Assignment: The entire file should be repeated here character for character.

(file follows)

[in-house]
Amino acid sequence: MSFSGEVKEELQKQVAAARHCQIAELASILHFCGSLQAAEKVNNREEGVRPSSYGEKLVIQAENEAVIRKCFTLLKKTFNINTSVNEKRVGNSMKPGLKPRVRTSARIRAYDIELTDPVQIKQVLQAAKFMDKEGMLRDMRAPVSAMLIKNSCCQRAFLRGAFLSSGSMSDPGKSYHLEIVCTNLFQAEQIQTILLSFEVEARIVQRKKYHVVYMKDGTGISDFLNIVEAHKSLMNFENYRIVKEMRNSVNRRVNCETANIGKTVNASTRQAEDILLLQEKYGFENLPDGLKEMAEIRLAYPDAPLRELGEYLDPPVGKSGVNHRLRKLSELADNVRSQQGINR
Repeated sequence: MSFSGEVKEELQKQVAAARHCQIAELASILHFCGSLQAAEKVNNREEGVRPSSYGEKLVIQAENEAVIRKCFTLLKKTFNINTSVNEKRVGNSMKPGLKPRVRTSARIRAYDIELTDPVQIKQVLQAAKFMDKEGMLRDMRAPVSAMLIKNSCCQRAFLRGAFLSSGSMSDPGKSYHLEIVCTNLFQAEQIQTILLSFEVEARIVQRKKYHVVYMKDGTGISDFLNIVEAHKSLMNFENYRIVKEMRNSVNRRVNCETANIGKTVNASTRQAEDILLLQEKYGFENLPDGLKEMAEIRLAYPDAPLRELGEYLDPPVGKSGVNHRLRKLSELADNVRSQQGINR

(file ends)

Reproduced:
[in-house]
Amino acid sequence: MSFSGEVKEELQKQVAAARHCQIAELASILHFCGSLQAAEKVNNREEGVRPSSYGEKLVIQAENEAVIRKCFTLLKKTFNINTSVNEKRVGNSMKPGLKPRVRTSARIRAYDIELTDPVQIKQVLQAAKFMDKEGMLRDMRAPVSAMLIKNSCCQRAFLRGAFLSSGSMSDPGKSYHLEIVCTNLFQAEQIQTILLSFEVEARIVQRKKYHVVYMKDGTGISDFLNIVEAHKSLMNFENYRIVKEMRNSVNRRVNCETANIGKTVNASTRQAEDILLLQEKYGFENLPDGLKEMAEIRLAYPDAPLRELGEYLDPPVGKSGVNHRLRKLSELADNVRSQQGINR
Repeated sequence: MSFSGEVKEELQKQVAAARHCQIAELASILHFCGSLQAAEKVNNREEGVRPSSYGEKLVIQAENEAVIRKCFTLLKKTFNINTSVNEKRVGNSMKPGLKPRVRTSARIRAYDIELTDPVQIKQVLQAAKFMDKEGMLRDMRAPVSAMLIKNSCCQRAFLRGAFLSSGSMSDPGKSYHLEIVCTNLFQAEQIQTILLSFEVEARIVQRKKYHVVYMKDGTGISDFLNIVEAHKSLMNFENYRIVKEMRNSVNRRVNCETANIGKTVNASTRQAEDILLLQEKYGFENLPDGLKEMAEIRLAYPDAPLRELGEYLDPPVGKSGVNHRLRKLSELADNVRSQQGINR